It was in this spirit that City Eco Lab's scenographers - Gaelle Gabillet, and Exyzt - put water and earth in the centre of the space. Man-made stuff was arrayed around the edges.
We then ran workshops with a variety of individuals and groups who were involved in different ways with the history and the future of the river. From these encounters emerged a map (below) of projects and opportunities.
In St Etienne, much of the river - Le Furan - was built over and hidden during its years as as an industrial and manufacturing centre of France. But thanks to wonderful research by Justine Ultsch and her colleagues at St Etienne's City Hall, we were able to present many aspects of this hidden history during City Eco Lab.
The image below, for example, is taken from a video, commissioned by the city, of sonic scanning that shows where the river flows right under the city centre.
It will not be practical to re-open all of Le Furan - but certain stretches can be brought back into plain view.
But for les Stefanois, developing the river as a tourist sdestination is less interesting than using it to support new business opportunities.
My own hobby-horse was the idea of using floodable ex-industrial land to grow crocuses (from which high value saffron is extracted) as they do in India.
City Eco Lab: St Etienne's Soupe de Ville (City Soup)
Architects are sometimes accused of being more at home in a world of abstraction than in the here-and-now.
Nonsense! A team from St Etienne's architecture school disproved this vile calumny with a wonderful project called Soupe de Ville (City Soup).
Having first done a beautiful job documenting sites around the city where food could potentially be grown....
...the team built a planting bed on formerly-industrial land not far from the biennial site...
When the crop was in, Soupe de Ville staged servings at various points around the city....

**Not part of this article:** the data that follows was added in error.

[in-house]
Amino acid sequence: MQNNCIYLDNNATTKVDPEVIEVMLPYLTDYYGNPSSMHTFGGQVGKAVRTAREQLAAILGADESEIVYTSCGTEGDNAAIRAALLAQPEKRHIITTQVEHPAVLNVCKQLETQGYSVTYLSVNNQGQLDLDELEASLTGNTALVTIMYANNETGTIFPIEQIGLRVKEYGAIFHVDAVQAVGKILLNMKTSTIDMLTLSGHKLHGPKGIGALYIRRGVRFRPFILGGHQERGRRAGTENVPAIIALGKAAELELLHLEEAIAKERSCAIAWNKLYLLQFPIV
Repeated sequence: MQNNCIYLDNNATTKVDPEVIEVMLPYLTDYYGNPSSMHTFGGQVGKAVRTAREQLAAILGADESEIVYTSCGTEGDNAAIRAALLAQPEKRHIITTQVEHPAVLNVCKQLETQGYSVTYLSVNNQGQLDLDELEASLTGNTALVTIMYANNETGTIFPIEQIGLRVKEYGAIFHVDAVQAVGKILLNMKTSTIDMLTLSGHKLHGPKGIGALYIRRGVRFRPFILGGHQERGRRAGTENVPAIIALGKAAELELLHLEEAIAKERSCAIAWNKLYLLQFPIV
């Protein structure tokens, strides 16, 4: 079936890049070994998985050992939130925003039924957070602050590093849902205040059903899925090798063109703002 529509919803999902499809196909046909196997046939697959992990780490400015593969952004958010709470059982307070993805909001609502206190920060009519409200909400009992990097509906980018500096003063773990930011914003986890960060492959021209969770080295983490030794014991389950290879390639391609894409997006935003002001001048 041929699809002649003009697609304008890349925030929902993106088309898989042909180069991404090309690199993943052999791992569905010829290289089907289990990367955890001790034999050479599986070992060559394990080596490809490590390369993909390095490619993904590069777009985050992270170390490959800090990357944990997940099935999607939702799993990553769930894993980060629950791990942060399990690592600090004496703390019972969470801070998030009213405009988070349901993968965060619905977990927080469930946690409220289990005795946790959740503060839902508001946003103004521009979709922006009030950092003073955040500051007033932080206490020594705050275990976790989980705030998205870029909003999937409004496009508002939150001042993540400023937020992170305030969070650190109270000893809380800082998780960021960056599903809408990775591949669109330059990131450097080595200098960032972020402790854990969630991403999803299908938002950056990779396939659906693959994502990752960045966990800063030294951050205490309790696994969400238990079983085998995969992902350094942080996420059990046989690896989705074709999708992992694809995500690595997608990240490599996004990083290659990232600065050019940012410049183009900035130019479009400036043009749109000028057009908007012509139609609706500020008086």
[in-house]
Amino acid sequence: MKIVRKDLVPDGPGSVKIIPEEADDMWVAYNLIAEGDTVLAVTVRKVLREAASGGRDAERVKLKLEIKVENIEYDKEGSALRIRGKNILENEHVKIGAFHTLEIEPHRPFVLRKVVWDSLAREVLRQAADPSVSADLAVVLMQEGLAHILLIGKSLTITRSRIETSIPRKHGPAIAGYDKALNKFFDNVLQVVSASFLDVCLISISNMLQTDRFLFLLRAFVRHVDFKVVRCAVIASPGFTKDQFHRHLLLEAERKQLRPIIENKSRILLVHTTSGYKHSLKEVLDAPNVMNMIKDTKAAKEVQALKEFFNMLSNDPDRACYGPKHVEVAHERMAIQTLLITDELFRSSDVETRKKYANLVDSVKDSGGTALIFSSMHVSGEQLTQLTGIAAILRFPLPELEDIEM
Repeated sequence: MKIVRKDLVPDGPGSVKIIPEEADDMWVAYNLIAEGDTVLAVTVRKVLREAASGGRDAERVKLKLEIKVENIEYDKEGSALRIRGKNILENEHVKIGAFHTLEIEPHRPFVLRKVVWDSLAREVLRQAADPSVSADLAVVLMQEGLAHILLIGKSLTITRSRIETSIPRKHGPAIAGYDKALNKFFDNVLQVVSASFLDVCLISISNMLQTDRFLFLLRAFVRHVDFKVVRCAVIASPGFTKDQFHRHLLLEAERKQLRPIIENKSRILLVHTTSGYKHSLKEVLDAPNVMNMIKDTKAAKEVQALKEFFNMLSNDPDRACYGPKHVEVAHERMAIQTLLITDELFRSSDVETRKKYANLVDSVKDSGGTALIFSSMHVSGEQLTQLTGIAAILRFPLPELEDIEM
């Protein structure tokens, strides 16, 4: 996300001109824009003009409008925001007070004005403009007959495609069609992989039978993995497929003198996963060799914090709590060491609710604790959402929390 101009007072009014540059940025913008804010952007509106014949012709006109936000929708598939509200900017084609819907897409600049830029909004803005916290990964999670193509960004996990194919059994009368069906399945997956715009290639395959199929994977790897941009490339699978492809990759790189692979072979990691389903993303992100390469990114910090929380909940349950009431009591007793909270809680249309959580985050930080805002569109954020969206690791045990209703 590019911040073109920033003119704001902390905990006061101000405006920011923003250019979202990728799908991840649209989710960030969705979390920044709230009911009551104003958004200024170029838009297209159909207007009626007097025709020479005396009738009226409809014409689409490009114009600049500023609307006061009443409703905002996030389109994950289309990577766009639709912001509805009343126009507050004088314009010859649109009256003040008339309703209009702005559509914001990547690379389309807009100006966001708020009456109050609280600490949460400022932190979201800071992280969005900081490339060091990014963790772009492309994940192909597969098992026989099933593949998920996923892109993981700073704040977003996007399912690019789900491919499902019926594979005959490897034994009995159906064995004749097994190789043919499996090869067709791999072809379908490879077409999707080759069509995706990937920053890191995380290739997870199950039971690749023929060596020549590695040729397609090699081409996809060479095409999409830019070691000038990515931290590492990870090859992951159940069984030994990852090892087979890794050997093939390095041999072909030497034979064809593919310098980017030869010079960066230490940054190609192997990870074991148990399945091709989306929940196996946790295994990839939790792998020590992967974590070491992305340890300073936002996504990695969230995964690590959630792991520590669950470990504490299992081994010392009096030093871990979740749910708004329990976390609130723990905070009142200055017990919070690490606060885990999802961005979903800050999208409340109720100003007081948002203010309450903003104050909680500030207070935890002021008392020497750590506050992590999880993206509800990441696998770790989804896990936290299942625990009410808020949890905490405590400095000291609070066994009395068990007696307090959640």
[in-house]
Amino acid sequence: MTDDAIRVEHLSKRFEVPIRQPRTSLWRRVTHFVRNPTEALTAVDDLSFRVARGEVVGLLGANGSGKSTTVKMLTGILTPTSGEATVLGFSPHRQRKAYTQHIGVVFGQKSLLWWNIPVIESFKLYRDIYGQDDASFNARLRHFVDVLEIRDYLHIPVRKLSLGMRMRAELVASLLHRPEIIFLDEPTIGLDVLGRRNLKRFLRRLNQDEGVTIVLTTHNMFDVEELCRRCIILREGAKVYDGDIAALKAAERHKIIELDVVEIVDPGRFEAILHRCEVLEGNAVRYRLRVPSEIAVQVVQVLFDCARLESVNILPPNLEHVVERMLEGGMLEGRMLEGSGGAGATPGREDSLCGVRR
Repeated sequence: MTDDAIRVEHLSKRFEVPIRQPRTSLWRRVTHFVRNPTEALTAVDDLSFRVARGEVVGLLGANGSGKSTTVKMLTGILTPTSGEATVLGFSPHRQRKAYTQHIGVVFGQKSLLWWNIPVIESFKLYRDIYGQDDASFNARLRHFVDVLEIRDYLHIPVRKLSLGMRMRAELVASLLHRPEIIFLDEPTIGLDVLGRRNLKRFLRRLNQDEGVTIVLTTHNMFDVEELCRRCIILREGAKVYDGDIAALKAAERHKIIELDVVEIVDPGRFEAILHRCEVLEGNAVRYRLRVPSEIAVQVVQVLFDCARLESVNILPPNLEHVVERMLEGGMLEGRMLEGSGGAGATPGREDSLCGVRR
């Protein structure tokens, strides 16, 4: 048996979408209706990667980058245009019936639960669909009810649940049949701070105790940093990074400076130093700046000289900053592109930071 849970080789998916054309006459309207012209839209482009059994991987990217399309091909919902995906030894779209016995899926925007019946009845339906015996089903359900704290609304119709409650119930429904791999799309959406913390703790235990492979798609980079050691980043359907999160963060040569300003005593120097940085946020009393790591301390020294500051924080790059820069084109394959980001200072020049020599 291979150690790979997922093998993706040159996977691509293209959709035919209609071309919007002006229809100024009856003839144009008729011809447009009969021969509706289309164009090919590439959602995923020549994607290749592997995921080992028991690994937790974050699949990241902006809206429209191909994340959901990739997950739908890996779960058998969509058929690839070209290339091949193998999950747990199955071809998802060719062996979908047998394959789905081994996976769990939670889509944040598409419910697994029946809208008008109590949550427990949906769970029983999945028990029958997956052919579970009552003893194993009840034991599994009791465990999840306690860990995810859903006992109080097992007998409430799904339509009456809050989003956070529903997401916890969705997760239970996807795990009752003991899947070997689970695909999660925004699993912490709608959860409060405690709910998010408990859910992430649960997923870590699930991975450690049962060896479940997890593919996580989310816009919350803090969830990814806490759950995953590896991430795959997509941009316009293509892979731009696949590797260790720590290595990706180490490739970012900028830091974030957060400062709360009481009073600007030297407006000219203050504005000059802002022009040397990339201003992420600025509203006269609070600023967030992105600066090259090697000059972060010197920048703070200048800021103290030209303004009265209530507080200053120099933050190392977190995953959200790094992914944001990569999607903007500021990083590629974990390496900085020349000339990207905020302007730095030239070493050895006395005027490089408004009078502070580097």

...in their custom-made Baravan...
...before makinge a triumphant guest appearance in City Eco Lab
There's piles more material at the Soupe de Ville site.
City Eco Lab: de-motorisation at different scales
A key principle of City Eco Lab was to focus on live projects and enterprises rather than on good ideas in abstract.
The city's dynamic new courier company, Les Coursiers Verts (The Green Courier Company), took us at our word and relocated their office to the City Eco Lab site for the duration of the event.
A key question posed by a start-up like Les Coursiers Verts concerns scale: could their model absorb more than a tiny proportion of the flows of packages around a modern city?
And what about distance? Bike-base couriers may work in a city centre (even one with seven hills like St Etienne) - but what about longer distance traffic?
Frankly I don't know the answer - but the idea of the show was to pose the question and bring different actors together to address it.
Right next to Les Corsiers Verts, for example, the French postal service, La Poste, presented the prototype of an an electric vehicle that they will deploy nationwide.
La Poste delivers five million packages a day in the city centres of France, and they've committed themselves to do this with zero emissions by 2012.
Now, zero emissions is not the same as zero environmental impact. For example, hybrid electric vehicles contain 60% more copper (thanks to their batteries and electronics) than old-style gas guzzlers. Mining and processing copper is incredibly energy and resource intensive.
Dealing with this wider footprint of delivery services is next on the list. For City Eco Lab, we were happy to start a conversation between The Big and The Small.
City Eco Lab: "hybrid reality story scripts" about creative communities
Traditionally, the regeneration of a city has focused on its built fabric; architects and designers propose ways to upgrade or replace the old streets like the one above in St Etienne.
In City Eco Lab, the focus was less on buildings, than on activities that would represent more sustainable ways of organising daily life.
The designer Francois Jegou asked people from St Etienne to imagine their current life using solutions that reduced their impact on the environment and also regenerated the social fabric around them.
The result was a series of 13 "story scripts" that were shown on small screens in City Eco Lab (below).
These visions are "realist and pragmatic", Jegou explains. "They show solutions that already exist in Saint-Étienne - imminent projects here, or solutions that exist elsewhere."
For Jegou, these story scripts form “hybrid realities” that are realistic enough to make us question our own lifestyles, but still sufficiently open-ended for us to be able to adapt them to our own lives.